Clearly, as the company grows, the responsibilities, roles, and scopes of individuals become more rigid. This means that at Breadfast, you have more opportunities to impact much more aspects of the company.
Another difference is Breadfast as a startup is, by design, much more agile than large corporates, which means you have shorter learning cycles that maximize learning during any measurement window. Related to that, the survival of startups requires a high degree of creativity and innovation, while in large corporates, the focus is on optimization.
What are the strengths in Breadfast’s model that you hope to leverage going forward, and what are the areas you would like to work on more heavily?
I think Breadfast has a couple of things going for it. The first is customer obsession, we work hard to provide a fantastic customer experience, and that’s why most of our customers love our service. The second is the native supply chain capabilities—we control every aspect of our operations, allowing us to provide the experience that our customers love. I intend to work on hammering on these two strengths.
On the customer experience side, I want to instill this in every aspect of our operations (tech and non-tech)—make sure that our people prioritize that over everything else, and of course do that in ways that are efficient. For the supply chain, I want to work on creating a micro-supply chain model – that would allow us to be nimble in startup up operations in new cities on a small scale then scale it up efficiently, and I believe that depends first and foremost on our tech.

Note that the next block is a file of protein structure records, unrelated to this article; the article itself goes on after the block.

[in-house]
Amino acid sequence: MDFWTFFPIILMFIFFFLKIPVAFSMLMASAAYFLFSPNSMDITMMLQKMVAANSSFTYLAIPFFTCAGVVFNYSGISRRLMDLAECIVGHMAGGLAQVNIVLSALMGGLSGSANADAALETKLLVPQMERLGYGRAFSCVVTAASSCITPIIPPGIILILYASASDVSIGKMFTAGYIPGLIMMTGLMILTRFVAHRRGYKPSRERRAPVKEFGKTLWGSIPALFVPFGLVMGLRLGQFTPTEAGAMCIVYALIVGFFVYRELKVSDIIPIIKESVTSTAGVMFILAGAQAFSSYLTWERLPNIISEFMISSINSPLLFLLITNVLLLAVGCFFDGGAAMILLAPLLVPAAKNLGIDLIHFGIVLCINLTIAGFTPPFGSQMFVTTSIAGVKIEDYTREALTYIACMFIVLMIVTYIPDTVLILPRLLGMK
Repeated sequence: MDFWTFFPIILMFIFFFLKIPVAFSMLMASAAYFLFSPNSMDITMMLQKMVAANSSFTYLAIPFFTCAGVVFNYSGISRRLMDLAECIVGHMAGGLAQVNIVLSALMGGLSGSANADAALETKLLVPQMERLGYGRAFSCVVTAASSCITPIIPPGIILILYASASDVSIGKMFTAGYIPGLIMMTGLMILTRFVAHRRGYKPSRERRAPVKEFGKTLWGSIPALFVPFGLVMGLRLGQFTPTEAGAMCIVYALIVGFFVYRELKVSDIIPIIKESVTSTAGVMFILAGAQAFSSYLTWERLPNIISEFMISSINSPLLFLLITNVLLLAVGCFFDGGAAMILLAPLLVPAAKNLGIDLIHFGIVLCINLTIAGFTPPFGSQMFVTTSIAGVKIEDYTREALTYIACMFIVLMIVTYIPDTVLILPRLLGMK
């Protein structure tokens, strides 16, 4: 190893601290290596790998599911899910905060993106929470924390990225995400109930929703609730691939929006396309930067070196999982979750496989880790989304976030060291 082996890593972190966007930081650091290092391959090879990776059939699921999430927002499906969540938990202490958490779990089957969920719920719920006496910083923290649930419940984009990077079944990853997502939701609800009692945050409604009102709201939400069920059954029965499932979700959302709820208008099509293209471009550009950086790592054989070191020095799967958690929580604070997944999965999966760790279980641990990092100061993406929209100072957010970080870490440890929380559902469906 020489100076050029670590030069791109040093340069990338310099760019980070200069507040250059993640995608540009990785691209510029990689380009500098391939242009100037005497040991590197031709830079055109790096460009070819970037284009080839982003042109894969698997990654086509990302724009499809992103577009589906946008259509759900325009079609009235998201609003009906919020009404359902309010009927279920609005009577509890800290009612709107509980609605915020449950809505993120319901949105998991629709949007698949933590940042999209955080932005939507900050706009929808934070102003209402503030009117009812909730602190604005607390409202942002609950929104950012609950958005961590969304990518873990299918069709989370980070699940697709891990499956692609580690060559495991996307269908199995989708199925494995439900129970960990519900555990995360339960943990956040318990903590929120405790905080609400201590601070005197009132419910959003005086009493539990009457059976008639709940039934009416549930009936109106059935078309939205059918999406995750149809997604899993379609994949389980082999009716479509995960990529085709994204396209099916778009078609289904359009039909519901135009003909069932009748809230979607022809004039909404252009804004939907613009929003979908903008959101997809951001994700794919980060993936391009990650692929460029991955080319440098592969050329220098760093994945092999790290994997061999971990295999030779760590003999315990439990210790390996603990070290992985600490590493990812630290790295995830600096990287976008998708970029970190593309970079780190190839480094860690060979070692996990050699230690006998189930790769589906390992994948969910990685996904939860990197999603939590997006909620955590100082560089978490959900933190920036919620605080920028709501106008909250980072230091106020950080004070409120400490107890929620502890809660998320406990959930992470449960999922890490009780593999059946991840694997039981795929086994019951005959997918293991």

Are you looking to integrate artificial intelligence and machine learning into Breadfast’s technical operations?
AI is not optional in this day and age. AI is the new electricity—just like electricity changed every industry in the last 100 years, AI has the capability of transforming every business in the coming several years. At Breadfast, we will use AI for process automation, cognitive insight, and cognitive engagement. An example of process automation is pulling information from different document types for automatic reconciliation. An example of cognitive insight is real-time fraud detection. AI chatbots and personalized recommendations are examples of cognitive engagement.
Could the technical aspects of operations be used to mitigate the impact of economic conditions?
Absolutely! Technology is one of the most important methods for increasing operational efficiency and reducing waste across different parts of the business, which in part will result in reducing our operational overhead.
What is your vision for Breadfast’s long-term future and what are the short-term steps you plan to take to meet that vision?
I believe Breadfast can become Amazon’s number-one competitor in MENA. The short-term steps in my mind are to put the right talent in the right seat, set customer-focused goals, be relentless about execution, and continuously improve from there.
In what areas do you see Breadfast competing with Amazon?
Amazon seeks to be the place where customers can discover anything they want to buy online—you might say from “bread to everything,” and that’s our motto.
Do you have a timeframe in mind for developing Breadfast’s technological operations and taking it to new heights?
This is a continuous improvement process that is not constrained within a timeframe. However, I believe in the next three to six months we can get our systems, teams, and processes to a much better place which will allow us to run 10 times faster than today